(Si"fac) n. (Zoöl.) The white indris of Madagascar. It is regarded by the natives as sacred.
(Sif"fle*ment) n. [F., a whistling or hissing.] The act of whistling or hissing; a whistling sound; sibilation.
[Obs.] A. Brewer.
(Sif"i*let) n. [Cf. F. siflet.] (Zoöl.) The six-shafted bird of paradise. See Paradise bird, under
(Sift) v. t. [imp. & p. p. Sifted; p. pr. & vb. n. Sifting.] [AS. siftan, from sife sieve. &radic151a.
1. To separate with a sieve, as the fine part of a substance from the coarse; as, to sift meal or flour; to
sift powder; to sift sand or lime.
2. To separate or part as if with a sieve.
When yellow sands are sifted from below,Dryden.
The glittering billows give a golden show.
3. To examine critically or minutely; to scrutinize.
Sifting the very utmost sentence and syllable.Hooker.
Opportunity I here have hadMilton.
To try thee, sift thee.
Let him but narrowly sift his ideas.I. Taylor. To sift out, to search out with care, as if by sifting.
1. One who, or that which, sifts.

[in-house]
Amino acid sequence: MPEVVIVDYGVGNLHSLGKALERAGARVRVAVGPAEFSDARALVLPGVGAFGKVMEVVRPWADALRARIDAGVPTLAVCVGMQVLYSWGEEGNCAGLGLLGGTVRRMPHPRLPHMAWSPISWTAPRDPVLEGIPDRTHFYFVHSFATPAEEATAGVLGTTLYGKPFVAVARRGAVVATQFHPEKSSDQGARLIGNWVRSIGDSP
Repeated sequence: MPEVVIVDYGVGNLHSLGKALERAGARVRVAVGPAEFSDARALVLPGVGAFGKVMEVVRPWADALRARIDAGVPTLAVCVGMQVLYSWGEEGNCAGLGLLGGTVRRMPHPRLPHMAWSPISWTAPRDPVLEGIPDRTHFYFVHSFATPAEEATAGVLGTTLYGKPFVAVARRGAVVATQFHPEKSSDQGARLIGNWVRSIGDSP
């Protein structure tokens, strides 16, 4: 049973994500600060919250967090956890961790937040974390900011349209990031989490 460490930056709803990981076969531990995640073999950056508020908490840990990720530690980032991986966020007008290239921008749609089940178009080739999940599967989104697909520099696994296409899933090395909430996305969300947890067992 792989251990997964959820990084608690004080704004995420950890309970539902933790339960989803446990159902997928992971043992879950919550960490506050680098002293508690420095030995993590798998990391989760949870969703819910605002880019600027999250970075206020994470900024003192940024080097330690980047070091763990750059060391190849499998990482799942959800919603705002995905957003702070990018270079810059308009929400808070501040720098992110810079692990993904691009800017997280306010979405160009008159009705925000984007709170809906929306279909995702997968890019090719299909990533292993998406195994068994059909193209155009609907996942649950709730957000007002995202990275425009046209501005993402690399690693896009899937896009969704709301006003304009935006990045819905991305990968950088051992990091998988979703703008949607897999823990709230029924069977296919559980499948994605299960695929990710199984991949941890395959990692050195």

2. (Zoöl.) Any lamellirostral bird, as a duck or goose; so called because it sifts or strains its food from
the water and mud by means of the lamell of the beak.
(Sig) n. [Akin to AS. sigan to fall. &radic151a. See Sink, v. t.] Urine. [Prov. Eng.]
(Si*gaul"ti*an) a. (Surg.) Pertaining to Sigault, a French physician. See Symphyseotomy.
(Sig"ger), v. i. Same as Sicker. [Prov. Eng.]
(Sigh) v. i. [imp. & p. p. Sighed ; p. pr. & vb. n. Sighing.] [OE. sighen, sien; cf. also OE.
siken, AS. sican, and OE. sighten, siten, sichten, AS. siccettan; all, perhaps, of imitative origin.]
1. To inhale a larger quantity of air than usual, and immediately expel it; to make a deep single audible
respiration, especially as the result or involuntary expression of fatigue, exhaustion, grief, sorrow, or the
2. Hence, to lament; to grieve.
He sighed deeply in his spirit.Mark viii. 12.
3. To make a sound like sighing.
And the coming wind did roar more loud,Coleridge.
And the sails did sigh like sedge.
The winter winds are wearily sighing.Tennyson.